Friday, February 26, 2010

Dry and Quiet Space Industry

Well, aside from mass conversation about NASA, Congress, Ares and NewSpace, which is pretty much boring me to death right about now, there's not a lot going on in the space industry. STS-130 went well, and the new view the ISS has is amazing (reminds me of looking out a TIE Fighter window), but even that doesn't really get much pub these days.

Blue Origin peeked its head out from the cave for a bit, and landed a small article on Space.com, but it wasn't very informative. Hush hush.

Virgin Galactic isn't doing much from what I can see, nothing press worthy anyway. Spaceport America is simply under construction, so no special news there either.

SpaceX is prepping for it's Falcon 9 test with wet runs, a static test fire, and whatever logistics they need to iron out with the Air Force and NASA, hopefully to launch in May, but this isn't really new or special news. The special news will be when they launch the darn thing.

Otherwise, there is nothing much going on. Isn't that sad. We have a whole globe loaded with space people who want great things to happen, and the strongest story point in the world is Government Space vs. Commercial Space in the USA, and the prospect of Russia jacking up Soyuz travel costs after the Shuttle goes away. :(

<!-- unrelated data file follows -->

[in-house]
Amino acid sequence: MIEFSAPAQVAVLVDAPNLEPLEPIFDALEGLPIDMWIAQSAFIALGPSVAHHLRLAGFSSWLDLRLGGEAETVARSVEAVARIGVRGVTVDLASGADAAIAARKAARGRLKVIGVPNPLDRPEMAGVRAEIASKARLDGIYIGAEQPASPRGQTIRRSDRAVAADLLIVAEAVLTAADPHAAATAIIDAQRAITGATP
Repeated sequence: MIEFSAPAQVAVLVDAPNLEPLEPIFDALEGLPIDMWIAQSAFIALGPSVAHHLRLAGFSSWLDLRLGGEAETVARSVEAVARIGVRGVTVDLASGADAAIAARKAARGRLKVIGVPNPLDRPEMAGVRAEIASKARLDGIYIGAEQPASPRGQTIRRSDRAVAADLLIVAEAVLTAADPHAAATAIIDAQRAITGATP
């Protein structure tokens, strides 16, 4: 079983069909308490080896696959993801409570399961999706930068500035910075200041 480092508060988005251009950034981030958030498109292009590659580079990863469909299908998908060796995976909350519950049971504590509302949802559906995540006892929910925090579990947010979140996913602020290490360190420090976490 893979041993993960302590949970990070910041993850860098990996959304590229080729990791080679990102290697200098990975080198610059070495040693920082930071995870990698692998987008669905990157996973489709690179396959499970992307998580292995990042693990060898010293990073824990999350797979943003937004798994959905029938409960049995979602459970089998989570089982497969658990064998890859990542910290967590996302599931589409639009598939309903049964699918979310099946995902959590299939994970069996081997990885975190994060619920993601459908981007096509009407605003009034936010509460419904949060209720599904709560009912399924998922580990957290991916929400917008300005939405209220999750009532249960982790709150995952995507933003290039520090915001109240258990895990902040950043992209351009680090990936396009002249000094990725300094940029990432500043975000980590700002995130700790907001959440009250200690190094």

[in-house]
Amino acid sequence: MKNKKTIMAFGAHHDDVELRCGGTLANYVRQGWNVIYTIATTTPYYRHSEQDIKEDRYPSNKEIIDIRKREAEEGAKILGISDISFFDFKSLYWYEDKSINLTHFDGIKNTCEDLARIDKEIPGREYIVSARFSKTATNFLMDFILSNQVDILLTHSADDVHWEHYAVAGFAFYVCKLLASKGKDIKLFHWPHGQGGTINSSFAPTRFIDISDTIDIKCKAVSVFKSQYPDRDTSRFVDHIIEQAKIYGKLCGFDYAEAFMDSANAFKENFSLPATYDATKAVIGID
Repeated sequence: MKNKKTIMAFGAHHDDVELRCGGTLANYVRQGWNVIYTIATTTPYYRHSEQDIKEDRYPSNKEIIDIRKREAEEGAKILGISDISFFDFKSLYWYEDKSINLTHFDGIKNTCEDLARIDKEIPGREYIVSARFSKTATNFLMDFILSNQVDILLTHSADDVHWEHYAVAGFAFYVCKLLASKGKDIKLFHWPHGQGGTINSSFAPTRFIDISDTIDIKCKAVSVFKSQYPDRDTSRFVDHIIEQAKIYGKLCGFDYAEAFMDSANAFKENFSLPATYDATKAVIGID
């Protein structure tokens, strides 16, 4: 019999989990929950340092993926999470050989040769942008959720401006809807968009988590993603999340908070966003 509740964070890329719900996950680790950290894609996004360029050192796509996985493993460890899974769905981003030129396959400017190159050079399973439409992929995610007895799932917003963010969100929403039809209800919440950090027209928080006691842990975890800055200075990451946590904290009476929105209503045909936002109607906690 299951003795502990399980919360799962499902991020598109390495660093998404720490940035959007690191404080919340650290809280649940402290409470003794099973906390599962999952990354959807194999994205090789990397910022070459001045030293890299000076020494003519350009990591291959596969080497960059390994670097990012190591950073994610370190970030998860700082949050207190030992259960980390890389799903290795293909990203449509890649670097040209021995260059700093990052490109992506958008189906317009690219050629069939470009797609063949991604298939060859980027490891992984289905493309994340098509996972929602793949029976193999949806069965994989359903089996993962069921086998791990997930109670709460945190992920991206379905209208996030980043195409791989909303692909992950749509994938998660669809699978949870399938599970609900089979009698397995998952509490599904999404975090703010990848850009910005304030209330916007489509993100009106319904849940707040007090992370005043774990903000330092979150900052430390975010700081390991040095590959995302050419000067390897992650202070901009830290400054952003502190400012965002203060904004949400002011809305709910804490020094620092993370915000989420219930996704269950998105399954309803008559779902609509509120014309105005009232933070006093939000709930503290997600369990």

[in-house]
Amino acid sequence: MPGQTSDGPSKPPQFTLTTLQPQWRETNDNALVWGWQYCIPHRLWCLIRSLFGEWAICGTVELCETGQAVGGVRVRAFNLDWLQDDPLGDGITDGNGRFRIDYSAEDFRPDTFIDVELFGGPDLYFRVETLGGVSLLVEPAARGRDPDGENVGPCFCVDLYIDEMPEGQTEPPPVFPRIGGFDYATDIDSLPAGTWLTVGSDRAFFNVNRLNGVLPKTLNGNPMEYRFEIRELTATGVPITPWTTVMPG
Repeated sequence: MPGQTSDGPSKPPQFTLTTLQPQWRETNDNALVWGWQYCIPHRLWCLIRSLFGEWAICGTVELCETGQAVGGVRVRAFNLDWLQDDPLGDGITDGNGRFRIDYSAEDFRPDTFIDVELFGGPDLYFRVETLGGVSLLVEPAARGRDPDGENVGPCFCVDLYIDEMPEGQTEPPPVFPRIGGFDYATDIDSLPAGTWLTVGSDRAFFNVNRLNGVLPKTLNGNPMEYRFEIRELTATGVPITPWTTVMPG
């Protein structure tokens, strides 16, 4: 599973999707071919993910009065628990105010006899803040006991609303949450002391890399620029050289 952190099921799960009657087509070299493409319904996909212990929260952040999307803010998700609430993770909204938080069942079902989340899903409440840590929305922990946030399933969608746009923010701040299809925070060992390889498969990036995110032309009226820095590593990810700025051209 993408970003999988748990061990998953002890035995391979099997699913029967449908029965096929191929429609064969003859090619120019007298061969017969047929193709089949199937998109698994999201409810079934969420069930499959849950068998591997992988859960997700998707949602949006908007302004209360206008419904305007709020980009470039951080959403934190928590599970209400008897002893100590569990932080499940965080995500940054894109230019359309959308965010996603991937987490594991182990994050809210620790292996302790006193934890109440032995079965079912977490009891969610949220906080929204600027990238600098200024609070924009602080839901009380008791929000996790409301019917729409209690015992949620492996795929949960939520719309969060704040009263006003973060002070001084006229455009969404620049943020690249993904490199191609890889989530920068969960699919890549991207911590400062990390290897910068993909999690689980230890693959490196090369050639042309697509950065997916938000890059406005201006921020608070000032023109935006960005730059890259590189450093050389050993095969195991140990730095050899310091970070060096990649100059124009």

I go to arXiv.org every now and then to read research papers, but that would bore most people to death. It takes a special breed of nutjob to get into papers "On the angular momentum transport due to vertical convection in accretion discs." lol. Or "Micron-scale Fast Electron Filamentation and Recirculation determined from Rear Side Optical Emission in High Intensity Laser-Solid Interactions." Anyone ever wonder why research paper titles are so darn long? :)

Anyway, where's the news on plasma drives, or anti-gravity research, or what the hell is going on with CERN? Details, not bullet points. This is something I'd love to learn about, but I bet most of it is classified or under ground. So sad. Well, I hope something amazing happens soon, because it's awfully dry and boring around here right now.

1 comment:

Doug said...

Cool article on VASIMR at Discovery News.com